Taller wind turbines and longer blades could increase the technical potential for wind deployment in the U.S. by 54%, Energy Secretary Ernest Moniz said today as he unveiled a new report from the Department of Energy (DOE).
The report, “Enabling Wind Power Nationwide,” essentially posits that if advanced turbine concepts with hub heights of 110 meters (m) are used, the technical potential for wind deployment would surge to 4.3 million square kilometers (km2), compared to current technology with hub heights of 80 m. If hub heights of 140 m are used, the technical potential would grow to 4.6 million km2—a 67% increase compared to current technology. The geographic distribution for this expanded wind technical resource includes new regions, such as the Southeast, the report says.
If technology innovations that will enable higher hub heights and larger rotors are realized, U.S. wind power could provide 20% of U.S. power needs with high grid reliability by 2020, it claims.
As of January 2015, wind turbines with a total nameplate capacity of 65 GW installed across 39 states generated about 4.9% of the nation’s power.
Nearly half of wind turbines installed in Europe since 2008 are between 121 m and 150 m tall—especially in Germany, where wind turbines at heights of up to 116 m are already prevalent. But in the U.S., where nearly all turbines installed in 2013 had hub heights lower than 100 m and towers no taller than 120 m, a number of hurdles would need to be overcome to use taller towers and longer blades, the report notes.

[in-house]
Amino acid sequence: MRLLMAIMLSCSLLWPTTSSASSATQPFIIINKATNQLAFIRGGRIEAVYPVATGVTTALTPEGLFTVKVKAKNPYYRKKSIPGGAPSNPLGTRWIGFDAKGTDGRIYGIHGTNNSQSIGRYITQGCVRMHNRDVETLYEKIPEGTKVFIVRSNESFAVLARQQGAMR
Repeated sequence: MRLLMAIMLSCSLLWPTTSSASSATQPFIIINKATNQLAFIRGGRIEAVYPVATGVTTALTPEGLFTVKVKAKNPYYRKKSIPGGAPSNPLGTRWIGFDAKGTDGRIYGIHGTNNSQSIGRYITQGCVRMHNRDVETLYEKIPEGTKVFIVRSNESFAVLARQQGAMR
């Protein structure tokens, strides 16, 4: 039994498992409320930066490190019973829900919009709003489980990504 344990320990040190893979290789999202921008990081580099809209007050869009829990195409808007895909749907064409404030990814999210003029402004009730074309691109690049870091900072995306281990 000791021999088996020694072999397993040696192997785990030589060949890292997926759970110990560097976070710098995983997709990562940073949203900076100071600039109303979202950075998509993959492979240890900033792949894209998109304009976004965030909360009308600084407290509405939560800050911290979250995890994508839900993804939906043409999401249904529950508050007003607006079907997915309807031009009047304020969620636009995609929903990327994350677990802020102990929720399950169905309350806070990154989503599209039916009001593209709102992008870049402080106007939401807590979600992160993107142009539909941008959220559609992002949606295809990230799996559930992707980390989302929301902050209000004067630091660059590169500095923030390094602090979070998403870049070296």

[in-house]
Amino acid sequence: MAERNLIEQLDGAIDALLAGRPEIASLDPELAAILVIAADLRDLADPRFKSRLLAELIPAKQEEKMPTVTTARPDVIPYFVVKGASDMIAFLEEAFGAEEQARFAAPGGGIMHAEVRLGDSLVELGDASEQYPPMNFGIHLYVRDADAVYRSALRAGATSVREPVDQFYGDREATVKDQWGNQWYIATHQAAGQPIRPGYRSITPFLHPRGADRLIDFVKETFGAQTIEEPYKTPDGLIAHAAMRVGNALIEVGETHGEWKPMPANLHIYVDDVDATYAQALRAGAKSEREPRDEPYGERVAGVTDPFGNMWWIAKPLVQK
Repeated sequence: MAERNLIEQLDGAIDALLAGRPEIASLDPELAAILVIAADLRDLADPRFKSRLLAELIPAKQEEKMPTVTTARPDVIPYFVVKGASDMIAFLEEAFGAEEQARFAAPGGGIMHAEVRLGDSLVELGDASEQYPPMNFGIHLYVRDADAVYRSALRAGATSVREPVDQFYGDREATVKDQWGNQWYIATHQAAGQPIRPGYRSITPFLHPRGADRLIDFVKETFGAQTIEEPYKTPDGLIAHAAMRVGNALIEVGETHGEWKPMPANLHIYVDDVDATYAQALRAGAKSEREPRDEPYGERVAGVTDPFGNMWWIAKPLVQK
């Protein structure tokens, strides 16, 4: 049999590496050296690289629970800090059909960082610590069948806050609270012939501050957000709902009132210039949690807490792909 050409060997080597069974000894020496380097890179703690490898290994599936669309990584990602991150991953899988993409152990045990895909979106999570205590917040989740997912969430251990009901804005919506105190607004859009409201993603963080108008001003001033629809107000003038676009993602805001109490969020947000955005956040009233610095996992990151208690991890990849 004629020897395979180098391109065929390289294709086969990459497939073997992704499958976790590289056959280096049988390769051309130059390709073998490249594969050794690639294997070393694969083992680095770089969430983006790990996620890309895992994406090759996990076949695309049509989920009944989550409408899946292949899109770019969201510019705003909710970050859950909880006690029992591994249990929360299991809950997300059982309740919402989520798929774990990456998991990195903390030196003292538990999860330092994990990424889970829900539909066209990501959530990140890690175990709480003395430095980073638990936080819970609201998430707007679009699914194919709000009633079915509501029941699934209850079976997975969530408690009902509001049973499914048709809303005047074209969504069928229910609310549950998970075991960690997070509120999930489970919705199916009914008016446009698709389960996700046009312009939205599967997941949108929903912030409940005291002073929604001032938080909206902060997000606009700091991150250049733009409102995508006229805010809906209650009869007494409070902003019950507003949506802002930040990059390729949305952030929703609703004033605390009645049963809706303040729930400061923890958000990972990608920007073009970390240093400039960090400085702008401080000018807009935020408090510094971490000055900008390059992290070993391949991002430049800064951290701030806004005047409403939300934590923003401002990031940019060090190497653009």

These include transportation of key components. “For example, the height of bridges limits the diameter of towers that can be transported by truck. Innovations to address these challenges include on-site manufacturing, modular components, and new materials and designs for larger systems,” it says.
The report echoes a document released by the National Renewable Energy Laboratory last week, which found that the tower diameter transportation constraint and perceived blade tip height limit are currently the constraints most affecting wind installations today.
The DOE’s report notes that the use of taller turbines will require addressing environmental and human use factors, such as how they could affect interactions with birds and bats, or how they would affect civilian or military radars.
“Continued research and development, as well as federal, state and local inter-agency coordination, on potential impacts and options for mitigation and resolution are required to ensure responsible deployment,” it says.
The report is a supplement to the DOE’s March-released report, “Wind Vision: A New Era for Wind Power in the United States.” That report found that through continued innovation in technology and markets, the deployment of incremental U.S. wind power generation is both feasible and economically compelling.
Moniz—who unveiled the report as he gave a keynote address at the American Wind Energy Association’s 2015 WINDPOWER conference and exhibition in Orlando, Fla., on May 19—said the report lays out a “credible fast-forward look” at the type of deployments that are needed to achieve a low-carbon future.
“The idea of accelerated deployment post-2020 is pretty much aligned with our commitments to double our carbon reduction pace after 2020,” he later told reporters (see what else Moniz said about the carbon challenge, renewables here).
—Sonal Patel, associate editor (@POWERmagazine, @sonalcpatel)